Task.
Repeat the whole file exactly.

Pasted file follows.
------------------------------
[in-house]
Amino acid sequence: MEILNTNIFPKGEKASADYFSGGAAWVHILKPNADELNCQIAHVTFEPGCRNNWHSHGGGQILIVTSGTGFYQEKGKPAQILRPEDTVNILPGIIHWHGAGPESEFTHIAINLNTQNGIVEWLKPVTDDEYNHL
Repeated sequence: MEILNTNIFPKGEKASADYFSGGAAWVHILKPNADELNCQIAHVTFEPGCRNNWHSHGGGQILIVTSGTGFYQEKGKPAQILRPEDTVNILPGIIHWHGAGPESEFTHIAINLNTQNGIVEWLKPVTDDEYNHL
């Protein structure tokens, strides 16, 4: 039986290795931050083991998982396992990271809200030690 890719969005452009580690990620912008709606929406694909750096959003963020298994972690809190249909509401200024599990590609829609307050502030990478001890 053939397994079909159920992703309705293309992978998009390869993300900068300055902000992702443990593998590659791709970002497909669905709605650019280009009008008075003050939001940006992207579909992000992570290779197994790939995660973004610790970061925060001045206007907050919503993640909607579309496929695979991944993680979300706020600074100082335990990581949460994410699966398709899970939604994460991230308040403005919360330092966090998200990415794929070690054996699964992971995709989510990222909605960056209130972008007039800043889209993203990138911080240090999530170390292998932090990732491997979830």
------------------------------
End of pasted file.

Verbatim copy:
[in-house]
Amino acid sequence: MEILNTNIFPKGEKASADYFSGGAAWVHILKPNADELNCQIAHVTFEPGCRNNWHSHGGGQILIVTSGTGFYQEKGKPAQILRPEDTVNILPGIIHWHGAGPESEFTHIAINLNTQNGIVEWLKPVTDDEYNHL
Repeated sequence: MEILNTNIFPKGEKASADYFSGGAAWVHILKPNADELNCQIAHVTFEPGCRNNWHSHGGGQILIVTSGTGFYQEKGKPAQILRPEDTVNILPGIIHWHGAGPESEFTHIAINLNTQNGIVEWLKPVTDDEYNHL
């Protein structure tokens, strides 16, 4: 039986290795931050083991998982396992990271809200030690 890719969005452009580690990620912008709606929406694909750096959003963020298994972690809190249909509401200024599990590609829609307050502030990478001890 053939397994079909159920992703309705293309992978998009390869993300900068300055902000992702443990593998590659791709970002497909669905709605650019280009009008008075003050939001940006992207579909992000992570290779197994790939995660973004610790970061925060001045206007907050919503993640909607579309496929695979991944993680979300706020600074100082335990990581949460994410699966398709899970939604994460991230308040403005919360330092966090998200990415794929070690054996699964992971995709989510990222909605960056209130972008007039800043889209993203990138911080240090999530170390292998932090990732491997979830």